It’s “game over” for these violent young men.
Fed-up parents of male video game addicts are turning to trained professionals to help their kids kick the habit.
Dr. Henrietta Bowden-Jones has treated hundreds of teenage boys since the UK’s taxpayer-funded National Health Service opened its very own gaming disorders center in London in 2019.
Bowden-Jones says several of her patients have violently attacked parents who cut off access to popular games such as “Fortnite” and “Call of Duty.”
“By the time they see us, parents have tried everything,” the psychiatrist told the UK’s Times on Monday. “Their immediate response is to take everything away — take the gaming console, the laptop, the phone — which leads to aggression and violence, both in terms of the child to the parents and the child to siblings. Once violence takes place, it’s a traumatized family.”
“Sometimes out of frustration, the child is self-harming. I have seen a couple of children trying to strangle themselves with their own hands, saying they’d rather be dead than not game,” Bowden-Jones continued.
She says some video game addicts play up to 14 hours a day, skipping school and going without sleep to feed their addiction.
“They get caught into a global gaming culture that never stops,” Bowden-Jones explained, adding that video games can “take over their whole brain.”
“These are children who don’t brush their teeth, who don’t shower for months on end,” she said.
The average age of video game addicts referred to the gaming disorders center is 17, according to the Times report.
The gamers usually receive 12 sessions of cognitive behavioral therapy, with the aim of limiting the amount of time they play video games to around two hours a day.
Bowden-Jones doesn’t advise cutting off video games entirely, saying that tactic rarely results in long-term success.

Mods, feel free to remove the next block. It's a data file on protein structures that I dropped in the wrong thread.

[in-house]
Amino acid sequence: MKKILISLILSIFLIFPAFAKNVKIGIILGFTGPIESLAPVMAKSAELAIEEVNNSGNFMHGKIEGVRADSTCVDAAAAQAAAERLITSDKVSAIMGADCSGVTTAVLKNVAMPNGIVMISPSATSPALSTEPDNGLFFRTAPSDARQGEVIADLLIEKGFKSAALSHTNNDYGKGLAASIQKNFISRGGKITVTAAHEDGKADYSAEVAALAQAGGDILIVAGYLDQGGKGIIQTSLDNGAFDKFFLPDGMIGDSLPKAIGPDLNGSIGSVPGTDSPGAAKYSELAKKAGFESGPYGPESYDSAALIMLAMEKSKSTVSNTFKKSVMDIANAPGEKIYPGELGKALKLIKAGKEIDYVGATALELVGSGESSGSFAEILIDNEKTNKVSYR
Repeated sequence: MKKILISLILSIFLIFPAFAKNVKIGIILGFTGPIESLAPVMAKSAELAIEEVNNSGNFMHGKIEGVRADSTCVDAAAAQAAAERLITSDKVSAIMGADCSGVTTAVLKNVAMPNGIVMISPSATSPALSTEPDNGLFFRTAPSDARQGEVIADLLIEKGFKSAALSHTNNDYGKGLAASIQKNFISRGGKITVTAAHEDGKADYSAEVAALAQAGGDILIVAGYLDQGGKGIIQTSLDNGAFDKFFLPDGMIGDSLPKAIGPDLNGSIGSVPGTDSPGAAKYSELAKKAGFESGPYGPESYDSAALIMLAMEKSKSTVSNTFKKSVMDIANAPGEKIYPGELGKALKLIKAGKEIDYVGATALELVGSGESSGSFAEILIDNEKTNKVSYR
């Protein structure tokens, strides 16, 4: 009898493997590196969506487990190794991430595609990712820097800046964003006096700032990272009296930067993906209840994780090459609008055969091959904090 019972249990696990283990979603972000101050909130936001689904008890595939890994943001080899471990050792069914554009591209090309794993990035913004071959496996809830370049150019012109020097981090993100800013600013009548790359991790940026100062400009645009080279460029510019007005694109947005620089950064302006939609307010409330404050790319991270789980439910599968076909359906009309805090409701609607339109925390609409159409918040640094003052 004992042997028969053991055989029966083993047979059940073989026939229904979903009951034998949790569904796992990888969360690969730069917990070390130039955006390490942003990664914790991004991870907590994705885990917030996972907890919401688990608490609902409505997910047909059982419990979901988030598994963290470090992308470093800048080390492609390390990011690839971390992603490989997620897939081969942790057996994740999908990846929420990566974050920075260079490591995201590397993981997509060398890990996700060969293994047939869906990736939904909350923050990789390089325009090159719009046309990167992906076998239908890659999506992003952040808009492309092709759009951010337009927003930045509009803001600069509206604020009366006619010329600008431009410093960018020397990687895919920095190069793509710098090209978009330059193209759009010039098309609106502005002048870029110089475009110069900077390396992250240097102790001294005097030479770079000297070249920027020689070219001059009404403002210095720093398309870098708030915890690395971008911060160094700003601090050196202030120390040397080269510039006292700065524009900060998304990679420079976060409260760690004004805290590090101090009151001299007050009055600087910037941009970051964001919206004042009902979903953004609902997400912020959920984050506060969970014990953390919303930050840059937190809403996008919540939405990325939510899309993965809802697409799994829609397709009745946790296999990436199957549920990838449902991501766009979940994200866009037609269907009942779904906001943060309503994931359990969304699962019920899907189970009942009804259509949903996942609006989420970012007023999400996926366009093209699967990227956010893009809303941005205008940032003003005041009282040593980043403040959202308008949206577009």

Instead, the addicts must learn to restrict their game-playing time to a manageable and healthy level while pursuing other hobbies and reengaging with schoolwork.
The Times interviewed one mom, identified only as Lisa, who said she sought treatment for her son, Ryan, at the center.
“He was 12 when I first noticed gaming was becoming a problem, and it got worse during lockdown,” Lisa explained. “He would be gaming 24/7 if he had his way.
“Ryan became very aggressive. He would get very angry with the person he was gaming against online,” the mom continued. “He’d come off the game, but still be really wound up, and we were in the ricochet … He was gaming on his PlayStation, laptop, phone, whatever he could get his hands on. We tried everything, putting restrictions on the Wi-Fi or taking away devices, but nothing worked.”
Ryan, now 14, has reportedly reduced his gaming and is “no longer aggressive” after attending the cognitive behavioral therapy sessions. Lisa said speaking with other worried parents at the gaming disorders center made her feel less alone.
Video game addiction is not just confined to the UK. It was classified as a mental health condition in 2019 by the World Health Organization.
The Post has previously reported on the perils of the compulsion, with some people saying it destroyed their careers and ruined their marriages.
Treatment facilities have been set up across the US, including ReStart, an in-patient center in Redmond, Washington, run by mental health counselor Hilarie Cash.
“They come in in bad physical shape,” Cash told The Post of her patients in 2018. “They’re often extremely underweight and, if they’re not underweight, they’re overweight. They’re not sleeping enough, and all of that adds up to being very depressed.”
“We try to help them become fully functional human beings,” she stated.